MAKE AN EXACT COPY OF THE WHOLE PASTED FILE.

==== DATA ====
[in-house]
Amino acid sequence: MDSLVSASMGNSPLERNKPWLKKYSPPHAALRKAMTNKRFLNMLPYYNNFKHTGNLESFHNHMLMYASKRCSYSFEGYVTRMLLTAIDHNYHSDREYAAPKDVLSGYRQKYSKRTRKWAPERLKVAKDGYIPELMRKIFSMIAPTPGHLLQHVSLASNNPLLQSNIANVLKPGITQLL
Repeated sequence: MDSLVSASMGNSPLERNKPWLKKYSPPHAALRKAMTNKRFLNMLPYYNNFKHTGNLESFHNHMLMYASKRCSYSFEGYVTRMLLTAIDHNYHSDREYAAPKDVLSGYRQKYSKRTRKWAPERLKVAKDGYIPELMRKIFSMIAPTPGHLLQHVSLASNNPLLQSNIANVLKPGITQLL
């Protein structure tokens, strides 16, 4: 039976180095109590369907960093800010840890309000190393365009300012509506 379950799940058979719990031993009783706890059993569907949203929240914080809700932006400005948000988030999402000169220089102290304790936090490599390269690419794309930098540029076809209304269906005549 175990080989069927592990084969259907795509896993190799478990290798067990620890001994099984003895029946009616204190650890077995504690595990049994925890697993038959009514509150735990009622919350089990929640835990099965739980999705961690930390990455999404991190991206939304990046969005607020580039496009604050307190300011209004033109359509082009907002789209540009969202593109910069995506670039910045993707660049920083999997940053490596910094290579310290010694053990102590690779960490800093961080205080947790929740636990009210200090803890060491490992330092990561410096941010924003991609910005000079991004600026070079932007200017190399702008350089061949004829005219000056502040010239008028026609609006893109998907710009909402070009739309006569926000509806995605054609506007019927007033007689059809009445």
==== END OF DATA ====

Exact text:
[in-house]
Amino acid sequence: MDSLVSASMGNSPLERNKPWLKKYSPPHAALRKAMTNKRFLNMLPYYNNFKHTGNLESFHNHMLMYASKRCSYSFEGYVTRMLLTAIDHNYHSDREYAAPKDVLSGYRQKYSKRTRKWAPERLKVAKDGYIPELMRKIFSMIAPTPGHLLQHVSLASNNPLLQSNIANVLKPGITQLL
Repeated sequence: MDSLVSASMGNSPLERNKPWLKKYSPPHAALRKAMTNKRFLNMLPYYNNFKHTGNLESFHNHMLMYASKRCSYSFEGYVTRMLLTAIDHNYHSDREYAAPKDVLSGYRQKYSKRTRKWAPERLKVAKDGYIPELMRKIFSMIAPTPGHLLQHVSLASNNPLLQSNIANVLKPGITQLL
């Protein structure tokens, strides 16, 4: 039976180095109590369907960093800010840890309000190393365009300012509506 379950799940058979719990031993009783706890059993569907949203929240914080809700932006400005948000988030999402000169220089102290304790936090490599390269690419794309930098540029076809209304269906005549 175990080989069927592990084969259907795509896993190799478990290798067990620890001994099984003895029946009616204190650890077995504690595990049994925890697993038959009514509150735990009622919350089990929640835990099965739980999705961690930390990455999404991190991206939304990046969005607020580039496009604050307190300011209004033109359509082009907002789209540009969202593109910069995506670039910045993707660049920083999997940053490596910094290579310290010694053990102590690779960490800093961080205080947790929740636990009210200090803890060491490992330092990561410096941010924003991609910005000079991004600026070079932007200017190399702008350089061949004829005219000056502040010239008028026609609006893109998907710009909402070009739309006569926000509806995605054609506007019927007033007689059809009445």